I voted for George W. Bush in 2000. In 2004, I could not bring myself to pull the same lever again. Neither could I bring myself to vote for John Kerry, who, for all his strengths, credentials and talent, seems very much less than the sum of his parts. So I wrote in a vote for George Herbert Walker Bush, for whom I worked as a speechwriter from 1981-83. I wish he'd won.
Bob Woodward asked Bush 43 if he had consulted his father before invading Iraq. The son replied that he had consulted "a higher father." That frisson you feel going up your spine is the realization that he meant it. And apparently the higher father said, "Go for it!" There are those of us who wish he had consulted his terrestrial one; or, if he couldn't get him on the line, Brent Scowcroft. Or Jim Baker. Or Henry Kissinger. Or, for that matter, anyone who has read a book about the British experience in Iraq. (18,000 dead.)
Anyone who has even a passing personal acquaintance of Bush 41 knows him to be, roughly speaking, the most decent, considerate, humble and cautious man on the planet. Also, the most loving parent on earth. What a wrench it must be for him to pick up his paper every morning and read the now-daily debate about whether his son is officially the worst president in U.S. history. (That chuckling you hear is the ghost of James Buchanan.) To paraphrase another president, I feel 41's pain. Does 43 feel 41's? Does he, I wonder, feel ours?
There were some of us who scratched our heads in 2000 when we first heard the phrase "compassionate conservative." It had a cobbled-together, tautological, dare I say, Rovian aroma to it. But OK, we thought, let's give it a chance. It sounded more fun than Gore's "Prosperity for America's Families." (Bo-ring.) Six years later, the White House uses the phrase about as much as it does "Mission Accomplished." Six years of record deficits and profligate expansion of entitlement programs. Incompetent expansion, at that: The actual cost of the President's Medicare drug benefit turned out, within months of being enacted, to be roughly one-third more than the stated price. Weren't Republicans supposed to be the ones who were good at accounting? All those years on Wall Street calculating CEO compensation...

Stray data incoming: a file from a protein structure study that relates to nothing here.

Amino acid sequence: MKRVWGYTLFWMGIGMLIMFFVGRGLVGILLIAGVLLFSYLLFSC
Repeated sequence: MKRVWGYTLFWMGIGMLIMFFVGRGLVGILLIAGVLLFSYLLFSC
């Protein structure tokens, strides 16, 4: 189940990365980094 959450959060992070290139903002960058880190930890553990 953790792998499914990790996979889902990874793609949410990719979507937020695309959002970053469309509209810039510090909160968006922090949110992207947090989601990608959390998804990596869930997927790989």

Who knew, in 2000, that "compassionate conservatism" meant bigger government, unrestricted government spending, government intrusion in personal matters, government ineptitude and cronyism in disaster relief? Who knew, in 2000, that the only bill the president would veto, six years later, would be one on funding stem-cell research?
A more accurate term for Mr. Bush's political philosophy might be incontinent conservatism.
On Capitol Hill, a Republican Senate and House are now distinguished by -- or perhaps even synonymous with -- earmarks, the K Street Project, Randy Cunningham (bandit, 12 o'clock high!), Sen. Ted Stevens's $250 million Bridge to Nowhere, Jack Abramoff (Who? Never heard of him) and a Senate Majority Leader who declared, after conducting his own medical evaluation via videotape, that he knew every bit as much about the medical condition of Terri Schiavo as her own doctors and husband. Who knew that conservatism means barging into someone's hospital room like Dr. Frankenstein with defibrillator paddles? In what chapter of Hayek's The Road to Serfdom or Russell Kirk's The Conservative Mind is that principle enunciated?